Originally published November 27 2013
Yet another scandal: Census Bureau faked unemployment data to help get Obama re-elected
by J. D. Heyes
(NaturalNews) A little-discussed element regarding the various and sundry scandals committed during the Obama years is that many of the agencies committing breaches of the public's trust are filled with bureaucrats who have the same statist, left-leaning political mindset as the president. If you doubt that, ask yourself this question: How many federal agencies bent rules, ignored policy and disregarded the law to help any Republican president get elected?
Newly released information regarding the behavior of some Census Bureau officials make that agency the second one behind the Internal Revenue Service to lie, cheat or abuse the rules in order to help Barack Obama stay in the White House.
According to a report by The New York Post:
In the home stretch of the 2012 presidential campaign, from August to September, the unemployment rate fell sharply - raising eyebrows from Wall Street to Washington.
The decline - from 8.1 percent in August to 7.8 percent in September - might not have been all it seemed. The numbers, according to a reliable source, were manipulated.
And the Census Bureau, which does the unemployment survey, knew it.
Two years before the 2012 elections, the Census Bureau caught an employee falsifying data that was used for the unemployment report - one of the most closely-watched measures of the economy and one that is vitally important for any White House touting its economic record as part of a reelection strategy.
'He's not the only one'
The Post, quoting a "knowledgeable source," said that the deception involved went well beyond the single employee, and that it escalated at the time of reelection in 2012 and is continuing today.
"He's not the only one," the source told the paper. The source reportedly "asked to remain anonymous for now but is willing to talk with the Labor Department and Congress if asked," the paper said.
Julius Buckmon is the Census employee who was caught falsifying the data, according to confidential Census Bureau documents obtained by the paper. Buckmon told the Post during a subsequent interview he was told to falsify the data by superiors at the agency.
The paper said that, ironically, the Labor Department's demanding standards made conditions ripe for data manipulation.
From the Post:
Labor requires Census to achieve a 90 percent success rate on its interviews - meaning it needed to reach 9 out of 10 households targeted and report back on their jobs status.
Census currently has six regions from which surveys are conducted. The New York and Philadelphia regions, I'm told, had been coming up short of the 90 percent.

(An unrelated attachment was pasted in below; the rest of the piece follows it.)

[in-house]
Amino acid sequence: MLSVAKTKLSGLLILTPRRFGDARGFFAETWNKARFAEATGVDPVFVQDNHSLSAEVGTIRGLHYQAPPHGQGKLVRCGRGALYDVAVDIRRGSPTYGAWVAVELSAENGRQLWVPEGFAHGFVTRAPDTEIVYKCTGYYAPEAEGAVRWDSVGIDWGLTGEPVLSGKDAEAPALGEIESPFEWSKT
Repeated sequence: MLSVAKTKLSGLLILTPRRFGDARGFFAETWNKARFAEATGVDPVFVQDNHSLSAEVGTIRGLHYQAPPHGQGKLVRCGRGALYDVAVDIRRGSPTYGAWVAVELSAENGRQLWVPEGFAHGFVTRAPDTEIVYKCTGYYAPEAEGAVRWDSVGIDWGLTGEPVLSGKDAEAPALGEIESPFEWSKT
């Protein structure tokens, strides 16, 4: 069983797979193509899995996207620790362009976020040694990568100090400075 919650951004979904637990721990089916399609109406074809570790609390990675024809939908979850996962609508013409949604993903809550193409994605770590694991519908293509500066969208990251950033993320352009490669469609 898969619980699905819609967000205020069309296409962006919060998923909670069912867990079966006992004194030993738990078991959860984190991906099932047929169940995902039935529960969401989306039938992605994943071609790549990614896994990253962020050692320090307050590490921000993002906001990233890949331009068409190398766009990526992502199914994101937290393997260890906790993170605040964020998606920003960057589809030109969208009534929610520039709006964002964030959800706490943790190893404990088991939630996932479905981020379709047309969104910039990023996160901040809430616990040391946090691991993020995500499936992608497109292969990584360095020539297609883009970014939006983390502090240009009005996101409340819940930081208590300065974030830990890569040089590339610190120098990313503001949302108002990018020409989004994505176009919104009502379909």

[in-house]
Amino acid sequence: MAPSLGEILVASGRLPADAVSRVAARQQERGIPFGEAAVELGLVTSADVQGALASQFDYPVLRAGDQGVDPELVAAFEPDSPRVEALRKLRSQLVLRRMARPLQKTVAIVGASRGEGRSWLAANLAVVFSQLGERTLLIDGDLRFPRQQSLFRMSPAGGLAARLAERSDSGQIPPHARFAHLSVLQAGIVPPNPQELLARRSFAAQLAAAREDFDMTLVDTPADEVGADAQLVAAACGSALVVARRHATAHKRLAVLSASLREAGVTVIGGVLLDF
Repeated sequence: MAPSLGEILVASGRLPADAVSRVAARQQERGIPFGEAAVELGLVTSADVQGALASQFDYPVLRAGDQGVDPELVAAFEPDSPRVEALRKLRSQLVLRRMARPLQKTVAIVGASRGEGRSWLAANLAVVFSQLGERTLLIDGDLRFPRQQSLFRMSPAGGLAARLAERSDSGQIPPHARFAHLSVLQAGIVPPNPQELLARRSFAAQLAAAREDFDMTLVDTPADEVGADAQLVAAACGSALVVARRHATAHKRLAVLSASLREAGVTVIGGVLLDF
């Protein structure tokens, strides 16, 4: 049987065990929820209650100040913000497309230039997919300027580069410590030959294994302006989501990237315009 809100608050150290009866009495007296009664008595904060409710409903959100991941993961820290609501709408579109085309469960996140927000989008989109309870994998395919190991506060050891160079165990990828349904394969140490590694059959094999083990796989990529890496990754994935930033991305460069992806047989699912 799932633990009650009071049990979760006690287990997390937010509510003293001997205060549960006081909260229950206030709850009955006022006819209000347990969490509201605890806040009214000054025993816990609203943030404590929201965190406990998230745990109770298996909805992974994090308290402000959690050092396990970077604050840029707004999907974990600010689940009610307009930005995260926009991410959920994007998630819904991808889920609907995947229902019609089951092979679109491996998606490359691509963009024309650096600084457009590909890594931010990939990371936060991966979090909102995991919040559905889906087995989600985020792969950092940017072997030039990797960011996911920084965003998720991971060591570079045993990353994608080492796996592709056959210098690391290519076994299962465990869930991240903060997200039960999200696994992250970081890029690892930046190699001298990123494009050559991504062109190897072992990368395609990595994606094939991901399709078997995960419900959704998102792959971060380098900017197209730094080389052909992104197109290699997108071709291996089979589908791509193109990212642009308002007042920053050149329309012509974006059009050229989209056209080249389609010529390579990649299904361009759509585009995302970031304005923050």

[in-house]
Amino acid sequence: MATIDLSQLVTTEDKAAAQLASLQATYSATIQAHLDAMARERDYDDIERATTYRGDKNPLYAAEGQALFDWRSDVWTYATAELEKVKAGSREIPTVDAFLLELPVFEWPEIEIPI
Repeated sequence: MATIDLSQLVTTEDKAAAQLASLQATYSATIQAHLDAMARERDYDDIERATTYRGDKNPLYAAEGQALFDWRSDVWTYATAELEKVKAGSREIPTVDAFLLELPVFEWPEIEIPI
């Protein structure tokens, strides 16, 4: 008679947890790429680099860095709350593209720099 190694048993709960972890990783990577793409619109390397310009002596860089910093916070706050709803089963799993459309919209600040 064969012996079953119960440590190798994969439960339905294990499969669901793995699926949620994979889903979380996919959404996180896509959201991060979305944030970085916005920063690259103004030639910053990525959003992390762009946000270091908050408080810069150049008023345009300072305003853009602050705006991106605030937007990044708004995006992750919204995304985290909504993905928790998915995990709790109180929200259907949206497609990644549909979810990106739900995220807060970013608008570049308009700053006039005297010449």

Philadelphia filled the gap with fake interviews.
"It was a phone conversation - I forget the exact words - but it was, 'Go ahead and fabricate it' to make it what it was," Buckmon told the Post's John Crudele.
Under contract from the Labor Department, the Census Bureau is responsible for conducting the household survey to gather data used to calculate the unemployment rate. To get it, about 60,000 households are interviewed to gather the monthly jobless figures (which is currently 7.3 percent). Since the measurement is treated as a scientific poll, each of the households interviewed represents about 5,000 homes in the U.S.
Reporting anyone can boost the employment figures
"Buckmon, it turns out, was a very ambitious employee. He conducted three times as many household interviews as his peers, my source said," wrote Crudele. "By making up survey results - and, essentially, creating people out of thin air and giving them jobs - Buckmon's actions could have lowered the jobless rate."
The employee told Crudele that he made surveys for people he could not reach by phone or who did not answer their doors.
But, he said he was never told how to answer the questions about whether the nonexistent people were employed or not, looking for work or who had simply abandoned their job search.
Still, people who are familiar with how the survey works say that just the act of creating people and filling out surveys in their name would elevate the number of people reported as being employed.
What's more, the Census Bureau never disclosed publicly that its data was falsified. Nor did officials at Census inform Labor it was provided tainted data.
"Yes, absolutely they should have told us," said a Labor spokesman. "It would be normal procedure to notify us if there is a problem with data collection."
A House panel is investigating the falsification of data.
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